Well, to the list that includes tangling themselves up in blankets to the point where they can’t move, charming the pants off of guests by flicking snake-like tongues into their faces, and continuously escaping from the back yard with Houdini-esque flair, you may now add the consumption of creamer-infused cotton balls.
It’s actually a trick I learned when they were puppies – back when I discovered they would eat anything. See, Justin and I left a few toothpicks on a plate in the living room one day after devouring some meatballs for dinner (did that sound dirty?), left the room for a bit, and when we came back, the toothpicks were gone. Gone. And in their place sat two slightly uncomfortable looking puppies.
Like any good dog mother would do, I frantically Googled what one should do when one’s pets swallow toothpicks, and much to my relief, this was not the first time in the history of horrible pet owners that this had happened.
What I discovered is that I needed to follow the somewhat “woody” appetizer with something softer and more palatable to ease toothpick passage through the digestive system – cotton balls, of course! It turns out that cotton balls, when dipped in a bowl of coffee creamer to make them easier to swallow, are more beg-worthy than Beggin’ Strips when it comes to the discerning tastes of my brilliant dogs.
Now, I am not a veterinarian and therefore not qualified to dish out home remedies when it comes to your pets – I can only tell you that thanks to cream-laden cotton balls, we experienced no ill side effects to the toothpick swallowing incident.
Or the remote control swallowing incident.
Or the chicken bone swallowing incident.
Or the other remote control swallowing incident.
And people wonder why I’d be hesitant to ever become a “real” mom.
You know that feeling when you love someone like crazy, but you’re embarrassed to be seen with him/her in public?
Don’t tell me you don’t. ’Cause I know you do.
Hell, I’ve been that person to someone else on many, many occasions.
And I realized today I feel that way about my dogs. Remember these monsters?
I had to take them to the vet today to get some shots.
The problem is not that my dogs were scared to see the vet. Nor were they scared to get their shots.
The problem is that going to the vet is their absolute favorite thing in the world, along with going for walks, going for car rides, getting treats, getting baths, going to bed, going to the kennel, eating food, eating bugs, sniffing butts… get my point?
I could be like, “Hey guys, do you want to go get a colonoscopy today?”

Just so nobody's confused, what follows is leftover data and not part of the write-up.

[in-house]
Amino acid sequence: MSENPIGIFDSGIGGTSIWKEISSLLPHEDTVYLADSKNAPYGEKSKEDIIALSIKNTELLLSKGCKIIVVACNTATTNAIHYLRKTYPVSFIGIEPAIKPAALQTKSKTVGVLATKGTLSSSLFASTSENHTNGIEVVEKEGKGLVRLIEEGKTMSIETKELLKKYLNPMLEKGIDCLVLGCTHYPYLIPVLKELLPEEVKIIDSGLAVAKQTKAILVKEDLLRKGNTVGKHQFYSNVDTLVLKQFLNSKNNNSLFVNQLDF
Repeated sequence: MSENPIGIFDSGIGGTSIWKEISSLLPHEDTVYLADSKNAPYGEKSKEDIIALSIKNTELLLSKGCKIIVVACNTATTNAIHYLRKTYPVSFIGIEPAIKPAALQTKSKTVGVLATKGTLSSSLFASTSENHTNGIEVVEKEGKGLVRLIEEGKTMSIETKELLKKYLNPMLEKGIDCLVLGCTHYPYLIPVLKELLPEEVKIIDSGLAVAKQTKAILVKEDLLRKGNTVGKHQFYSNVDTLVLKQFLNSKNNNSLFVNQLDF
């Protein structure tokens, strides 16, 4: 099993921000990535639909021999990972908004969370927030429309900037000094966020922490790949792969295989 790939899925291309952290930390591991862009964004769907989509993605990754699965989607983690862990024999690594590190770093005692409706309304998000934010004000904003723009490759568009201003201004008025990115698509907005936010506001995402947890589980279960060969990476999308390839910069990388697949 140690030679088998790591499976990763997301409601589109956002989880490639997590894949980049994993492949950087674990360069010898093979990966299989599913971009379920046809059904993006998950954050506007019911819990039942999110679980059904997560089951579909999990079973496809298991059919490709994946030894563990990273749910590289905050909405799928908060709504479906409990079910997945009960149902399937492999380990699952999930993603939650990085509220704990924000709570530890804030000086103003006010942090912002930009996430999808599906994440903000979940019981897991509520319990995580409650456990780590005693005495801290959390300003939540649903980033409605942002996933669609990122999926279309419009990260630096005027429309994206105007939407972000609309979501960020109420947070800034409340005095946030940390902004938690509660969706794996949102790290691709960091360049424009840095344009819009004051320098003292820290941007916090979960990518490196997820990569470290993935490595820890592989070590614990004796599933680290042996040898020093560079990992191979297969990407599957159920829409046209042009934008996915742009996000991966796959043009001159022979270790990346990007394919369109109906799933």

And they’d be like, “OMG, hellz yah we do! That’s our favorite thing!”
Knowing the vet visit was upon us, I tried to tire them out in the yard this morning. But it was useless. When I brought them in and pulled out their car harnesses so they wouldn’t be bouncing off the walls of the Tracker while I was trying to drive, the excitement ensued.
They tried so hard to be good and sit still while I put on the harnesses. But their little bodies wiggled uncontrollably as adrenaline coursed through their systems. The ride itself was fairly uneventful, thanks to these godsend harnesses. You can see them here (although when they wear them, my dogs don’t look quite so… stoned.)
But when we got to the vet’s office… wow. Let’s just say that when I finally managed to get them across the parking lot, into the building, and safely to a seat in the waiting area, I had no less than 3 new bruises and what felt uncomfortably close to a broken finger (turns out it’s not – I’m just a baby). And I’m sure it was hilarious to the uniformed military guys standing outside the military police dog training area right next door. Hil-frickin’-arious.
They were so bad that when one of the receptionists started to call me to the front desk to fill out some paperwork, she took one look at me and said, “You know what? You just stay sitting right there.” She did not say it with a smile.
I was that person. That horrible person who can’t control her pets. And that receptionist was judging me, dammit!
But here’s the thing. My dogs are wicked smart. When we’re alone, just hanging out, shooting the breeze, it’s nothing but this:
And I can’t handle the cuteness. And they know I can’t handle the cuteness.
And then we go out. And the cuteness is gone. And other people don’t see what I see when we’re home. Oh no.
All they see is this:
And OMG this:
And so they judge. And I guess I can’t blame them. Because I’m never going to be a “dog whispering” type of person. I’m always going to be more of a “let-them-drag-me-across-the-gravel-and-hope-it’s-no-more-than-a-flesh-wound-so-I-can-laugh-it-off” type of person.
That’s just the kind of girl I am.